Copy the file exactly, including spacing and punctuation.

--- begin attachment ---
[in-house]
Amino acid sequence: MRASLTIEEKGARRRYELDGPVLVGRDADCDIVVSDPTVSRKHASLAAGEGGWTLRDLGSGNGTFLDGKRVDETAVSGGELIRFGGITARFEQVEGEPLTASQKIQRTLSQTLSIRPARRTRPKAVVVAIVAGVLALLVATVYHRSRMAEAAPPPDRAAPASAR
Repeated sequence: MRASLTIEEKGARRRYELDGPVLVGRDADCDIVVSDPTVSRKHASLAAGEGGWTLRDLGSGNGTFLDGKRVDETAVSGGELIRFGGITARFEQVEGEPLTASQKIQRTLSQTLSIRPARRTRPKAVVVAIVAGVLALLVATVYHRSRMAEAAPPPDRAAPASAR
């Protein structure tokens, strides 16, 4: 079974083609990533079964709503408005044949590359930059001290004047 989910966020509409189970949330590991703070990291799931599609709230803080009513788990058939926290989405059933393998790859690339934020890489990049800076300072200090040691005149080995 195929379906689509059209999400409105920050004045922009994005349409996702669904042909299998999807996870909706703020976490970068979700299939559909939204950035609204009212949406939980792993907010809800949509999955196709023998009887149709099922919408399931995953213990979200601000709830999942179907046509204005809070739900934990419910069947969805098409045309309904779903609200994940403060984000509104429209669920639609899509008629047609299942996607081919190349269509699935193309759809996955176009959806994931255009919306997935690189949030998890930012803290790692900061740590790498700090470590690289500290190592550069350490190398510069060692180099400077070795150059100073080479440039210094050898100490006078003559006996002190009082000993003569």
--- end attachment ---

[in-house]
Amino acid sequence: MRASLTIEEKGARRRYELDGPVLVGRDADCDIVVSDPTVSRKHASLAAGEGGWTLRDLGSGNGTFLDGKRVDETAVSGGELIRFGGITARFEQVEGEPLTASQKIQRTLSQTLSIRPARRTRPKAVVVAIVAGVLALLVATVYHRSRMAEAAPPPDRAAPASAR
Repeated sequence: MRASLTIEEKGARRRYELDGPVLVGRDADCDIVVSDPTVSRKHASLAAGEGGWTLRDLGSGNGTFLDGKRVDETAVSGGELIRFGGITARFEQVEGEPLTASQKIQRTLSQTLSIRPARRTRPKAVVVAIVAGVLALLVATVYHRSRMAEAAPPPDRAAPASAR
């Protein structure tokens, strides 16, 4: 079974083609990533079964709503408005044949590359930059001290004047 989910966020509409189970949330590991703070990291799931599609709230803080009513788990058939926290989405059933393998790859690339934020890489990049800076300072200090040691005149080995 195929379906689509059209999400409105920050004045922009994005349409996702669904042909299998999807996870909706703020976490970068979700299939559909939204950035609204009212949406939980792993907010809800949509999955196709023998009887149709099922919408399931995953213990979200601000709830999942179907046509204005809070739900934990419910069947969805098409045309309904779903609200994940403060984000509104429209669920639609899509008629047609299942996607081919190349269509699935193309759809996955176009959806994931255009919306997935690189949030998890930012803290790692900061740590790498700090470590690289500290190592550069350490190398510069060692180099400077070795150059100073080479440039210094050898100490006078003559006996002190009082000993003569």